Bulls first to fall foul of new 'fake fielding' law | cricket.com.au

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Bulls first to fall foul of new 'fake fielding' law

Queensland's Marnus Labuschange penalised under regulations just 24 hours after their introduction globally

Queensland fielder Marnus Labuschagne has become the first to fall foul of the new regulations that penalise 'fake fielding' after an incident in the JLT One-Day Cup.

The incident occurred in the 27th over of the Cricket Australia XI's innings against Queensland at Allan Border Field in Brisbane, and cost the home team five penalty runs.

Labuschagne dived to field a ball to his right in the covers during the CA XI innings, and although he failed to stop the ball he leapt to his feet and shaped to throw.

That caused the CA XI batter Param Uppal to stutter and shape to scurry back to his crease, before the Western Australian realised the ball was on its way down to Matthew Renshaw at long-off and the single was completed safely.

Labuschagne raised his hand to indicate an apology, but the on-field umpires came together to confer before standing umpire Paul Wilson signalled to the scorers by repeatedly tapping his left shoulder with his right palm to indicate the penalty runs.

The rule against "intentionally deceiving or distracting a batsman" was only formally introduced on Thursday by the International Cricket Council's latest version of playing conditions.

However, the regulations the JLT One-Day Cup are played under were finalised some time ago with the latest amendments in mind, having been foreshadowed mid-year.

The updated playing conditions came in response to the Marylebone Cricket Club's updated Code of Laws, introduced earlier this year.

They govern things like a restrictions on bat thickness, the power for umpires to send violent players off the field and tweaks to the Decision Review System.

The regulations on distractions were seen as a minor amendment, but Labuschange's actions brought them to the fore as the first to be used by umpires. 

Below is an exhaustive list of all the changes announced by the ICC that came into effect yesterday:

- Thickness of bats to be restricted; edges now limited to 40mm and overall depth limited to 67mm

- Players can now be sent off by umpires for serious or violent misconduct

- Decision Review System changes: teams will no longer lose one of their allocated reviews when it is deemed to be 'Umpire's Call' though they will not receive top-up reviews after 80 overs, as was previously the case in Test cricket. The DRS may now also be used in T20 Internationals.

- Tethered bails (bails attached to string) may now be used in a bid to prevent injuries like the one sustained by former South Africa 'keeper Mark Boucher

- Players can now be caught, stumped or run-out after the ball strikes a helmet being worn by a fielder or a wicketkeeper

Steketee falls to rare dismissal at the SCG

- 'Bouncing bat' run-outs to no longer be out, provided the batsman has "continued forward momentum through running or diving" when the wicket is put down.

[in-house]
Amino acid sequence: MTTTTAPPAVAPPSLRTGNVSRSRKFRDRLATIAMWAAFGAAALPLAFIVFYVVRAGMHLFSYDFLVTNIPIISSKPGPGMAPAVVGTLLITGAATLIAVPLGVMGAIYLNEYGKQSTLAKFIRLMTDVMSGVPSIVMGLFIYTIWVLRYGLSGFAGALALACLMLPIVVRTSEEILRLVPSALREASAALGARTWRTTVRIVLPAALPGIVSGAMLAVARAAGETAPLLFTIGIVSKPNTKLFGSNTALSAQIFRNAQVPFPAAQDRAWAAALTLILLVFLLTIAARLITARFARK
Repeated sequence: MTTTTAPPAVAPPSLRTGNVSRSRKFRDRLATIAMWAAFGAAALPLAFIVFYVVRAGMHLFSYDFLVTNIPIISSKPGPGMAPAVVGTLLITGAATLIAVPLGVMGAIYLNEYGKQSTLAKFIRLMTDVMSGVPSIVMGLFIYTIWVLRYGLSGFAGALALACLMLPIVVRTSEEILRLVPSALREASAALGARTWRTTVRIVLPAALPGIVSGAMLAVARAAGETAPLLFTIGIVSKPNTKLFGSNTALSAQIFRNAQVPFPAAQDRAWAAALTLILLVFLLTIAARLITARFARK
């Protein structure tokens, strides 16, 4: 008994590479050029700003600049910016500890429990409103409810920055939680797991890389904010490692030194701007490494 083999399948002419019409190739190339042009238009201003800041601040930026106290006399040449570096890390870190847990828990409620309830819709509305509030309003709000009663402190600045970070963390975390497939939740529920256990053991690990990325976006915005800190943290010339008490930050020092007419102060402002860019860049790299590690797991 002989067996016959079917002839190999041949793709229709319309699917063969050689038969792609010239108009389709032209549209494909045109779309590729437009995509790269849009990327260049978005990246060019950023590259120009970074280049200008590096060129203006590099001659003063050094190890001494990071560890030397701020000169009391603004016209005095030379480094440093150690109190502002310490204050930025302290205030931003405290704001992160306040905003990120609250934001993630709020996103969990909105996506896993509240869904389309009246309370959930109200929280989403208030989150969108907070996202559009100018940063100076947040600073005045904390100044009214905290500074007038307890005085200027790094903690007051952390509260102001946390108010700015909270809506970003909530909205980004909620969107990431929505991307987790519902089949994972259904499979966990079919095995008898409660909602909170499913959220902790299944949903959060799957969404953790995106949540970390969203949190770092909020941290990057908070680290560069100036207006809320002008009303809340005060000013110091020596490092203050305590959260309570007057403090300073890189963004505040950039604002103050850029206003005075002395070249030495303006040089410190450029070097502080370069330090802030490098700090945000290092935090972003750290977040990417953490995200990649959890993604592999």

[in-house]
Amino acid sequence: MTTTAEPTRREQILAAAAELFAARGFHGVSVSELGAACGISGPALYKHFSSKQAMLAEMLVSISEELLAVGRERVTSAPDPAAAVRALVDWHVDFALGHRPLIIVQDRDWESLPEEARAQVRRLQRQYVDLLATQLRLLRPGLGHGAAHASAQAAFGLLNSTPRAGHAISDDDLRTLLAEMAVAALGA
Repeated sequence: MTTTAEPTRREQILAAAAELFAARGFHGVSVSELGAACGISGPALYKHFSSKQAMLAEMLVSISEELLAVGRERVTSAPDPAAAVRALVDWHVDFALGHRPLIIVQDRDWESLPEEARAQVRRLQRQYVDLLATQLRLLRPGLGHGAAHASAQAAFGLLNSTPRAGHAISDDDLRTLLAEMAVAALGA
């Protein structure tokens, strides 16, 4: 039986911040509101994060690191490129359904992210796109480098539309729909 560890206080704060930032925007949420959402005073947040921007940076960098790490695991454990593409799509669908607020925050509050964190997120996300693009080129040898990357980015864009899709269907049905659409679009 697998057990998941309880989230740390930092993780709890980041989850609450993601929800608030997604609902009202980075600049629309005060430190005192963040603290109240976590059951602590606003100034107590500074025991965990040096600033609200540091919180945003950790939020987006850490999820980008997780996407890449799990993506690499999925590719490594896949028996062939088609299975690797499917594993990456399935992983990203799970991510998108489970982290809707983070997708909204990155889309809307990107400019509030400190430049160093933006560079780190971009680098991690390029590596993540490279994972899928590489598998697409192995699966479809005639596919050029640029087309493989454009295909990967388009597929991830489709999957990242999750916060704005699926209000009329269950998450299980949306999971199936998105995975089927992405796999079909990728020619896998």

- A no-ball will be called if a delivery bounces more than once (previously more than twice) before the popping crease. It's believed this delivery from Mason Crane, for example, would still be out under the new laws as it appears the ball took its second bounce between the popping crease and stumps 

Elgar undone by Crane double-bouncer

- A batter can now be recalled by umpires – or an appeal withdrawn by fielders – before the ensuing ball is bowled, even if the dismissed batter has left the field of play

- Fielders intentionally deceiving or distracting a batsman (for example, mock fielding where a player pretends to throw or pick up a ball) can now be penalised

- Bowlers deemed to have deliberately bowled a front foot no-ball will be barred from bowling for the remainder of the innings

- A batter can no longer repeatedly take strike in the protected area of the pitch, just as a bowler can not repeatedly follow through into the protected area under the existing rules

- 'Handled the ball' is no longer a separate dismissal; it has been incorporated into the 'obstructing the field' law

- The number of named substitutes for international teams has been increased from four to six

- Breaks in play (ie lunch or tea interval) are to be taken if a wicket falls within three minutes of an interval (previously two minutes)

- In a rain-shortened match where an innings is reduced to 10 overs or less, a bowler's maximum quota of overs won't be reduced to less than two

- Airborne fielders making their first contact with the ball need to have taken off from within the boundary (this Law was changed in 2013 but had not been formally adopted into the ICC's playing conditions)

Lalor's cool hands over the boundary line

- Byes and leg byes off no-balls to now be scored separately. Previously byes or leg byes off no-balls were all recorded as no-balls